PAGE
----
Brockmoor School Roy Lichtenstein Project
About the project
In my class of 30 pupils in year 2 (aged to 7) this project was started by linking it to their English lessons by exploring the use of speech bubbles and think bubbles. The class looked at the work of Pop artist Roy Lichtenstein mainly the work "Wham" and "In the car". The work was linked to that of comic book art that they had come into contact with. They first tried to work out and decide what the previous scene and the following scene would have been about. And how the story would have developed and this also tied in well with their English work, developing clear beginnings, middles and endings.
The pupils at the same time were learning how to use the Internet and were able to go into the Tate Gallery's web site and find information about Roy Lichtenstein and the painting "Wham". They saved this painting into the programme Colour Magic. They then were able to change and alter any part they wanted to. Their final work was then saved and printed (with help).
Then groups of four children developed their own stories linked to our topic of travel. They worked together on one A1 sized piece of cartridge paper folded into four equal sections and first talked about an agreed story line with each section reflecting a part in the development of the story. Some chose aeroplane crashes, or rockets in space and some chose stories familiar to themselves like going shopping or going on holiday and the stages of travel until they got to their destination. They drafted each scene out in pencil roughly first. At the end of the lesson each group discussed their story line and the other pupils gave their opinions if they followed on in sequence correctly or if it needed more happening in one section.
The next lesson was concerned with adding speech/think bubbles to the sections to enhance the understanding of the story line. They also had to think if the work needed sound effect words to enhance the action taking place in some sections (again linked to English), like "Wham" and many others, that they brainstormed as a class on the board, eg. Woosh, bang, weee, splosh, crash, pow, etc.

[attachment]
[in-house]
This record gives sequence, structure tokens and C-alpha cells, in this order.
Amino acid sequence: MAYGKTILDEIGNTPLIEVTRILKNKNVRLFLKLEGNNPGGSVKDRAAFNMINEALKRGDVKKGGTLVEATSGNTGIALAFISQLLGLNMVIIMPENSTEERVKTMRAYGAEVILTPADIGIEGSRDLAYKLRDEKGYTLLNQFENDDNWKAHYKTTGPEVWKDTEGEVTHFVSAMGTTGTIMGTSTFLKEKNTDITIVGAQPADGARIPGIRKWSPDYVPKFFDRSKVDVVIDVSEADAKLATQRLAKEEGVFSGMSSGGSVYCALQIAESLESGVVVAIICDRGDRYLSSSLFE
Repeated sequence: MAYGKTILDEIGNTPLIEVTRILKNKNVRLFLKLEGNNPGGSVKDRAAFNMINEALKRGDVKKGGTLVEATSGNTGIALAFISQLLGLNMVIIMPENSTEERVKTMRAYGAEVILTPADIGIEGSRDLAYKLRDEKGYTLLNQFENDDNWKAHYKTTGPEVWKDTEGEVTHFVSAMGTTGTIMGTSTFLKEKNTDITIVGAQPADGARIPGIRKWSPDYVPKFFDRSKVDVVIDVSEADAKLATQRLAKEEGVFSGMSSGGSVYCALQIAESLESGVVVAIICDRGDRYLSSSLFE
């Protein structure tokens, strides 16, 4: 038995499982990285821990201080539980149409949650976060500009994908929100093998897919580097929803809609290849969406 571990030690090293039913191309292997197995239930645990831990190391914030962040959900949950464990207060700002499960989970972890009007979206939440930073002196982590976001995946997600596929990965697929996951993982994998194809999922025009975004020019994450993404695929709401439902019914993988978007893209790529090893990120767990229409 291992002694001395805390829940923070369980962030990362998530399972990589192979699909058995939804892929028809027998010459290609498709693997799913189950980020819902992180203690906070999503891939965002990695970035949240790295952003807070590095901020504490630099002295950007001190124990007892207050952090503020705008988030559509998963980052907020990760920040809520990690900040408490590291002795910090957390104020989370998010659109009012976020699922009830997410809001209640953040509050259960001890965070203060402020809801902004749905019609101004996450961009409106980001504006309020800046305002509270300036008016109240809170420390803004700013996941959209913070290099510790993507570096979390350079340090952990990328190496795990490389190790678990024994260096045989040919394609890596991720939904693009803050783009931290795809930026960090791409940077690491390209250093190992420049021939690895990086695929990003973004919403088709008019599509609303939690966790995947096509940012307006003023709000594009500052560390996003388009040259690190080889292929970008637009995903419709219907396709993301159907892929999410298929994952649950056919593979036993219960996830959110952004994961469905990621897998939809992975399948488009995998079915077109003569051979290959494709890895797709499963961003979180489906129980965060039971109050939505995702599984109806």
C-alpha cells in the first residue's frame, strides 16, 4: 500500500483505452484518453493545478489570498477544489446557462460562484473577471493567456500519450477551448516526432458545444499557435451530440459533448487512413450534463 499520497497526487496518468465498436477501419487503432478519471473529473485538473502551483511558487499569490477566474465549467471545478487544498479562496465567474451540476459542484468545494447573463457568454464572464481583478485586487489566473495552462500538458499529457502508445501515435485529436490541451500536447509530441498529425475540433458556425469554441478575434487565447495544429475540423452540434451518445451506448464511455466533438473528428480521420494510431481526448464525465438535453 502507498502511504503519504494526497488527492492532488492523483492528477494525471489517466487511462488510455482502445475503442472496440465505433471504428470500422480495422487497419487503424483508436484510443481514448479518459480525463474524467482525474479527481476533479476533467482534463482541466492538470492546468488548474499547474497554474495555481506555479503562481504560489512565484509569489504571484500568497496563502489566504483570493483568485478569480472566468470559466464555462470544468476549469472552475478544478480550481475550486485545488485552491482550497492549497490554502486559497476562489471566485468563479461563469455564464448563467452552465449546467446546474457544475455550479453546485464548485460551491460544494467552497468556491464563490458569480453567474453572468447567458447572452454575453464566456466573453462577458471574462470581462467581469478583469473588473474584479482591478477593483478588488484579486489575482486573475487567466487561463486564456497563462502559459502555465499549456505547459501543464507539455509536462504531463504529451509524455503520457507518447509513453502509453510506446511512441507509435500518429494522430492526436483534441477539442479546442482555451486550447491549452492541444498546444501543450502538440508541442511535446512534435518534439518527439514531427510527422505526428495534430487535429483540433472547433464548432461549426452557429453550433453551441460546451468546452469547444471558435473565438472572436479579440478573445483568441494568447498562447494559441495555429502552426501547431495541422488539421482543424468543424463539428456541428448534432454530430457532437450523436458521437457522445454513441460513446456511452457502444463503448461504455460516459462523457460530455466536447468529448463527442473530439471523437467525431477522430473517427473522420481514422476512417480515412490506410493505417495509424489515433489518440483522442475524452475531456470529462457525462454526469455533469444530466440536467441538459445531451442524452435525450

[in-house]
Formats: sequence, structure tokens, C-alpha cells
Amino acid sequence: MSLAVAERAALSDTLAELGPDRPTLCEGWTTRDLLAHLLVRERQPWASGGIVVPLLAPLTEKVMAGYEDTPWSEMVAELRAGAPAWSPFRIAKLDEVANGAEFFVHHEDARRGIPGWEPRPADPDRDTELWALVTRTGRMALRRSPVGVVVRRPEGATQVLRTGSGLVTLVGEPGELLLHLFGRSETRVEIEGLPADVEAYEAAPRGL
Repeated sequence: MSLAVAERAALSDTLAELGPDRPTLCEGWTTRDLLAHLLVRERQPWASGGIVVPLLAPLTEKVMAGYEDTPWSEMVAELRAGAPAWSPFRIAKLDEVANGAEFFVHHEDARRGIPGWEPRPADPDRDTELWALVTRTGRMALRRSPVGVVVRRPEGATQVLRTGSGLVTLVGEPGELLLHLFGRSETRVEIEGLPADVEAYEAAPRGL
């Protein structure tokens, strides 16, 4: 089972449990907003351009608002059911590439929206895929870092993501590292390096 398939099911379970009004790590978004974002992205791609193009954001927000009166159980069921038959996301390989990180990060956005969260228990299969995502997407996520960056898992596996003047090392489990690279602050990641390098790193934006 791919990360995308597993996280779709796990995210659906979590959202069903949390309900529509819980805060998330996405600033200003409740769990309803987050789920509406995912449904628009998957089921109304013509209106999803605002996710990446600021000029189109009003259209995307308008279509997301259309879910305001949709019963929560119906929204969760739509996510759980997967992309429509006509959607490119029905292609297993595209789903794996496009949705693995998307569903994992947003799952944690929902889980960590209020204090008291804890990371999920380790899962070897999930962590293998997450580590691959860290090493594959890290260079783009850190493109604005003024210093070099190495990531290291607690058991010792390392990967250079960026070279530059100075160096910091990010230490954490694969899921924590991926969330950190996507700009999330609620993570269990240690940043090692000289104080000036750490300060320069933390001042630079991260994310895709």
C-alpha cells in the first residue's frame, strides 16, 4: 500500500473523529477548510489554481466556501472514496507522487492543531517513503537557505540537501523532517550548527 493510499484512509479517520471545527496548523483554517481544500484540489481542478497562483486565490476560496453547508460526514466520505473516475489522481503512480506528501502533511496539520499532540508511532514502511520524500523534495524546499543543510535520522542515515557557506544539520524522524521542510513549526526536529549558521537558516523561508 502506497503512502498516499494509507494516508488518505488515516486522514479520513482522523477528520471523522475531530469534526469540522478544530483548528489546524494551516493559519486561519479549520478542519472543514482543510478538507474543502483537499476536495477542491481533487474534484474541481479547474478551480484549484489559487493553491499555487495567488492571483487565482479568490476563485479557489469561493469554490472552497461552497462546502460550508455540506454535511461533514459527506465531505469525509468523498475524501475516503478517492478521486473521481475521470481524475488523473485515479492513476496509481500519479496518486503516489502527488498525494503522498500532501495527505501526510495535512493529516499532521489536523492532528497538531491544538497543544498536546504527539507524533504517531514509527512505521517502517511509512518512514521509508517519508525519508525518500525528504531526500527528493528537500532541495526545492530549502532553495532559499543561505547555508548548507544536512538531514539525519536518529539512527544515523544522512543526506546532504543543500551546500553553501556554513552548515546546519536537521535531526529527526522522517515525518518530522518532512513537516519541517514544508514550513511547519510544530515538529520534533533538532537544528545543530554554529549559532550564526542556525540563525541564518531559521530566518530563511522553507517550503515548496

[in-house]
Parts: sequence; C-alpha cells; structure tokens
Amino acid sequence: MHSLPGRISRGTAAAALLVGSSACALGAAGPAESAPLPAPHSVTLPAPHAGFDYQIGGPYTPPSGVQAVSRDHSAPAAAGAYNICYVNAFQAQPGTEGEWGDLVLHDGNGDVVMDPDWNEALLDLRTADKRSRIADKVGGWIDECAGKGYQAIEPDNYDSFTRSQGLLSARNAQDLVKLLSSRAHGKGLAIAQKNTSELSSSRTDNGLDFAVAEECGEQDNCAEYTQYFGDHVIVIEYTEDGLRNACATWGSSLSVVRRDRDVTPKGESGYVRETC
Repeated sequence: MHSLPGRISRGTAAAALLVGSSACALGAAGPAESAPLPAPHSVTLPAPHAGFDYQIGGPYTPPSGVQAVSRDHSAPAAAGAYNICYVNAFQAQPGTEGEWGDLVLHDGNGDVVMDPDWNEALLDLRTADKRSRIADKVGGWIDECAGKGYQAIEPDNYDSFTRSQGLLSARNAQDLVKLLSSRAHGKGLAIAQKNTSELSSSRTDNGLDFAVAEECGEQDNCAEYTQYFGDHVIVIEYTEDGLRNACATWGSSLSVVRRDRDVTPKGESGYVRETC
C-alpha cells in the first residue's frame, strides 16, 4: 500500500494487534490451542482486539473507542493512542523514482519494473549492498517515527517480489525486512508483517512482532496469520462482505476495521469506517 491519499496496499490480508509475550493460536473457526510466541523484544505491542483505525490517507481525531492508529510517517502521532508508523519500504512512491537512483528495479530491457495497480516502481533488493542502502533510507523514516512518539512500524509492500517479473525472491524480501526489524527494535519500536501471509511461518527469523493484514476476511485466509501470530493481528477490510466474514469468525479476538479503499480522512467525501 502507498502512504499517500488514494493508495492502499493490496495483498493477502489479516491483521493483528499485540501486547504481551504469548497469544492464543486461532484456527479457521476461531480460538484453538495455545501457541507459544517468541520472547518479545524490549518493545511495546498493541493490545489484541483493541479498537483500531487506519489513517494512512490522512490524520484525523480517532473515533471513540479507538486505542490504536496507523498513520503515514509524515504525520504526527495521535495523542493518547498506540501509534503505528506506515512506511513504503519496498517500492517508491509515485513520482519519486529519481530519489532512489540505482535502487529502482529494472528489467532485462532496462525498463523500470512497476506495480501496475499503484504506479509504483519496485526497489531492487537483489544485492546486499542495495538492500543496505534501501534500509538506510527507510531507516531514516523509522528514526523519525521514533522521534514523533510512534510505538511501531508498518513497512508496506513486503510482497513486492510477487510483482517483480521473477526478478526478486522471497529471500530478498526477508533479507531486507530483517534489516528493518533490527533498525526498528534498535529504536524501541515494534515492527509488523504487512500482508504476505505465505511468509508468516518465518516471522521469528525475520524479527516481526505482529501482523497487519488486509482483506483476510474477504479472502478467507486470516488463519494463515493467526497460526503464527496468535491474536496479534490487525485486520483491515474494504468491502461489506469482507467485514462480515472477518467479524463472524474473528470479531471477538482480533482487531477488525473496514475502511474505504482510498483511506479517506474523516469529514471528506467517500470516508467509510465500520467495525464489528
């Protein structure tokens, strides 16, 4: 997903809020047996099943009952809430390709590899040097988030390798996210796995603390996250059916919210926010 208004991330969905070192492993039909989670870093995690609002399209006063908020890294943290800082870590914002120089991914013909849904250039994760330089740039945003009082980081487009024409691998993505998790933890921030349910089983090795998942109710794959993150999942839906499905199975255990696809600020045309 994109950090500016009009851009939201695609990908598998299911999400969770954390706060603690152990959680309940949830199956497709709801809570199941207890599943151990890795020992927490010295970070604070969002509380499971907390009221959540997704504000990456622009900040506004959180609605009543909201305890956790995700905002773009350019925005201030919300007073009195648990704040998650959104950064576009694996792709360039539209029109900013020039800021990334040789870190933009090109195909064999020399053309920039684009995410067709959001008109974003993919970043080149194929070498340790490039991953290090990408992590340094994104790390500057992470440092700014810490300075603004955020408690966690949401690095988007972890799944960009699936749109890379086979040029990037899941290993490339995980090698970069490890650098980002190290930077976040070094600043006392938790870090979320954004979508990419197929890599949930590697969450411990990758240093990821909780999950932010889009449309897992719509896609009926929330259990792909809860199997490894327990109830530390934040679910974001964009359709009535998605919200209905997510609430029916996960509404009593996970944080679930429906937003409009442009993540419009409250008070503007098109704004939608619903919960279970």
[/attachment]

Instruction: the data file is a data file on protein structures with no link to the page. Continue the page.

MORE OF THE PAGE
In the following two lessons the children worked on any necessary changes and they coloured the final sections in when they were happy with them using felt tip pens. Some groups also decided to outline parts in black to make them stand out as Roy Lichtenstein had done, if they felt a section needed to be clearer, and stand out more than the rest.
This project lasted about four weeks, and I think Roy Lichtensteins' work really helped to clarify the use of speech/think bubbles for the class, and that the Internet is useful when you have something really specific to find out.
In year 2 this project has improved their creative writing dramatically. they now have a visual model in their heads for how speech/think bubbles work an for the concept of splitting a story line - beginning, setting the scene/and characters; middle - the problem/plot; ending - the resolution to that problem/plot.
Also need to credit Art and Craft Magazine/Scholastic where this article has been published.
Sharon Goodship : Brockmoor Primary School
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